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how to deal with Norwegian exit tax?

The Norwegian exit tax – proposed changes already effective

Norway has for some years had so called exit tax rules that is triggered when a Norwegian individual tax resident emigrates from Norway with a latent capital gain on shares that are owned at the date of emigration.

The fact that over the past two years many of the wealthiest Norwegians have emigrated Norway for tax reasons, have led to the imposing of more restrictive exit tax rules by the government. In this blog, we'll look into what the Norwegian exit tax entails and its consequences for you.

The exit tax proposal – effective from March 20, 2024

On March 20, 2024, the government issued a press release regarding a proposal for hearing, which will tightening the exit tax.

The most relevant changes are:

  • The exit tax must be paid no later than twelve years after emigration, regardless of whether the shares are realized.
  • The exit tax will be triggered if the taxpayer dies while abroad.

The exit tax is triggered if the emigrant has share with a latent gain exceeding NOK 500 000.

A separate threshold of NOK 100 000 is proposed before triggering exit tax on the donor transferring shares as a gift to a recipient residing abroad.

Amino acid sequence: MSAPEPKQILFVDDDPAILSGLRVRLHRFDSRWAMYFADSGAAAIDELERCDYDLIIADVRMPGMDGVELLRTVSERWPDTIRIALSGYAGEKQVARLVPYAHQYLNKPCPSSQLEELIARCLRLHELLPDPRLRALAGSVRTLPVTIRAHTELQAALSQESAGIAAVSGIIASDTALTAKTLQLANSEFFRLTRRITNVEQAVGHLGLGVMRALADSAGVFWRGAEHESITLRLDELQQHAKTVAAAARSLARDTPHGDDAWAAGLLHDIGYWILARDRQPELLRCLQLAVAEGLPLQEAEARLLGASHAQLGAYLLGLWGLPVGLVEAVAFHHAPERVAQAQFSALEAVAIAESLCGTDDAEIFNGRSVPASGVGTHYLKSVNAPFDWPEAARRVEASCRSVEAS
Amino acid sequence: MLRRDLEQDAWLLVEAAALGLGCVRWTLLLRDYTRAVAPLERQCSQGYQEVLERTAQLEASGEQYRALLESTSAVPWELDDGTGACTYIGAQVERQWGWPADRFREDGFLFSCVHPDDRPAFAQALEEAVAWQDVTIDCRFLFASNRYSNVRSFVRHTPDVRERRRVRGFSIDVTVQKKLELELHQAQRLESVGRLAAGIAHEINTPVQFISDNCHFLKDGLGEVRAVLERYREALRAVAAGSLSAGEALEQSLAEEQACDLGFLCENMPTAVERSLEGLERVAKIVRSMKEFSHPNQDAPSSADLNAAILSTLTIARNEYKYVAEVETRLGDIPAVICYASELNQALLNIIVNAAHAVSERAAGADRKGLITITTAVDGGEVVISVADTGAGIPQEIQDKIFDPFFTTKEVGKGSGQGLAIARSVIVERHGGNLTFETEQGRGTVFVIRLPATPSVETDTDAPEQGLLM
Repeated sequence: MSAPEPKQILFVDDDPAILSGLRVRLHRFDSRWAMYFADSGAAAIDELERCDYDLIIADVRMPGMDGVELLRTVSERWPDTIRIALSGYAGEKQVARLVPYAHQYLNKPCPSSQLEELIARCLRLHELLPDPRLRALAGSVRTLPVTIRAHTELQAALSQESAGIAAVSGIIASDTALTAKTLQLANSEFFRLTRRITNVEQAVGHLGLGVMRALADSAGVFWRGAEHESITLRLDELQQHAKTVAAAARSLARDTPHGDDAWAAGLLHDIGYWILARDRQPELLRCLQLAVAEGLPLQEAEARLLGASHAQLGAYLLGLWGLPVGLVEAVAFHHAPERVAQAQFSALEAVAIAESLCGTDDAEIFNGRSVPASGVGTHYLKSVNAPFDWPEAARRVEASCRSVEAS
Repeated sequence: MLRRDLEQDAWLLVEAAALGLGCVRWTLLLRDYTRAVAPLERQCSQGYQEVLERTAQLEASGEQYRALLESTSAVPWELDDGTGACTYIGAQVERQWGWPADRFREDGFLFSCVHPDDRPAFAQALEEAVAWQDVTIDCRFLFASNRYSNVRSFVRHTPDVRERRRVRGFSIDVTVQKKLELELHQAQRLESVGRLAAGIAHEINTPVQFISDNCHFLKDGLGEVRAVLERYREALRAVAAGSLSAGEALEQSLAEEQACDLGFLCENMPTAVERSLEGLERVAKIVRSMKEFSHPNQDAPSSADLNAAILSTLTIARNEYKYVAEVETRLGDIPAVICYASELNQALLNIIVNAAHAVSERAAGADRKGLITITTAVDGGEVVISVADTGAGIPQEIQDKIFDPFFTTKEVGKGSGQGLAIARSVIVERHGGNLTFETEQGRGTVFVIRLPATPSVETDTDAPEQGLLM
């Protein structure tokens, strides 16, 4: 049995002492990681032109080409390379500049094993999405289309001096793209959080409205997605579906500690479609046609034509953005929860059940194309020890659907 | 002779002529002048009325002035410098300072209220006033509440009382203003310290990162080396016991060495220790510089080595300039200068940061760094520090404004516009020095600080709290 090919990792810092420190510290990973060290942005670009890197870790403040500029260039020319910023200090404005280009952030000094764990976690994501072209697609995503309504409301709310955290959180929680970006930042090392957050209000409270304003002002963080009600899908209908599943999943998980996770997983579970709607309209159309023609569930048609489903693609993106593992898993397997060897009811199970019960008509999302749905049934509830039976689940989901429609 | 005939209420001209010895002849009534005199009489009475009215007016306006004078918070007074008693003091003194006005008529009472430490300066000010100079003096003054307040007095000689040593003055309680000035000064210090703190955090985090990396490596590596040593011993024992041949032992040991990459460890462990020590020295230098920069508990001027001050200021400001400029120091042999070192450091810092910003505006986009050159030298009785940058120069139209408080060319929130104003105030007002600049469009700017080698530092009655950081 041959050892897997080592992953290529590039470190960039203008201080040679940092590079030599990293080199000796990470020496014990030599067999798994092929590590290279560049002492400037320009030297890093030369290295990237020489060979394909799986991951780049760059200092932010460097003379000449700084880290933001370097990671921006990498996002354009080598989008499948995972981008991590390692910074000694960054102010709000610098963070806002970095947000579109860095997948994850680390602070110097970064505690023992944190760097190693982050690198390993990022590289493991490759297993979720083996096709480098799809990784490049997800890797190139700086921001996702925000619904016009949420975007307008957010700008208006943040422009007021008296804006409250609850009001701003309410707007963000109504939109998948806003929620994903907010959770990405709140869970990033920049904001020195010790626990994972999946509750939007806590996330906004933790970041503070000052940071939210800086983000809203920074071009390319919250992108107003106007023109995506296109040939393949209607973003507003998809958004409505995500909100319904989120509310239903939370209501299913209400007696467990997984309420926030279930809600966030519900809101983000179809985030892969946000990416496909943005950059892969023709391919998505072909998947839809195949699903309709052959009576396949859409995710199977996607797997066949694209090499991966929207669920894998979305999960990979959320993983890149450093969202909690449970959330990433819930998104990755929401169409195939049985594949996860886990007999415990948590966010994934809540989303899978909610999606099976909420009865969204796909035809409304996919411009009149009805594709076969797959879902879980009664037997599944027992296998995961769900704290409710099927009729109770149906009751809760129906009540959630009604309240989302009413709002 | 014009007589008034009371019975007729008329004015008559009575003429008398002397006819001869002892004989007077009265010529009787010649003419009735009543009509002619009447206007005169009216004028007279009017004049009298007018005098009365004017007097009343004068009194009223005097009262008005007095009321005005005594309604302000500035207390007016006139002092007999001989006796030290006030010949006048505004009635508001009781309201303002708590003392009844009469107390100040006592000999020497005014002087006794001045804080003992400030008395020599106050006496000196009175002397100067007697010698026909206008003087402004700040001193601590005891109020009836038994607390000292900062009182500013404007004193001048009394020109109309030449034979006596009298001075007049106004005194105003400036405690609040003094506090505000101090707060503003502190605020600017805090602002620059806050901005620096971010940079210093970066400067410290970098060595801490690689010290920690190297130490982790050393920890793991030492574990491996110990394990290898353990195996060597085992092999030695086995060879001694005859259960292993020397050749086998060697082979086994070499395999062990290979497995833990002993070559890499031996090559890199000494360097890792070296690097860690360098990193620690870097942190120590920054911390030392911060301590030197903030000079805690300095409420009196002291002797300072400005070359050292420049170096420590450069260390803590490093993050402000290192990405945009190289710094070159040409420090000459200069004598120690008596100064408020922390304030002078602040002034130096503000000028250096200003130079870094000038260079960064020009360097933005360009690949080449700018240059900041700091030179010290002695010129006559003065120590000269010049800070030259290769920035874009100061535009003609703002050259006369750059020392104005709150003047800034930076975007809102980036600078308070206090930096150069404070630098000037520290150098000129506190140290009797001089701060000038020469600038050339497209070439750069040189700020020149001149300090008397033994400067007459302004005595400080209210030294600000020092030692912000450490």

The exit tax rate equals the capital gains tax of 37,84 %.

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When will the exit tax enter into effect?

The deadline for comments under the hearing procedures is May 21, 2024.

After this date, the government will then propose amending the tax act. This will likely be at the opening of the Parliament in the beginning of October 2024, and the Parliament will most likely approve the amendment in November / December.

Irrespective when this is enacted into law by the Parliament, the changes will take effect from March 20, 2024, which was the date of the press release.

Also read: A brief look at Norwegian wealth tax

Events that trigger the exit tax

 The exit tax is triggered if,

  1. the individual shareholder no longer is a tax resident of Norway according to a tax treaty entered into by Norway, or
  2. the individual shareholder no longer is a tax resident of Norway according to Norwegian domestic tax law.
  3. the individual shareholder gives the shares as a gift to a person that is not a tax resident of Norway.

The exit tax under a) and b) is not triggered if the latent capital gain is less than NOK 500 000 or under NOK 100 000 under c). However, if the thresholds are exceeded, then all the latent gain is subject to tax.

In this context, please note that when computing the exit tax base on shares traded in another currency than NOK, e.g. in USD, the cost price and the exit value of the shares should likely be based on the values converted to NOK at the date or purchase / or immigration and at the date of emigration from Norway. Thus, depending on the foreign exchange fluctuation, even though the shares may have dropped in USD value, there could be an exit capital gain when converted to NOK.

Events that trigger the exit tax payment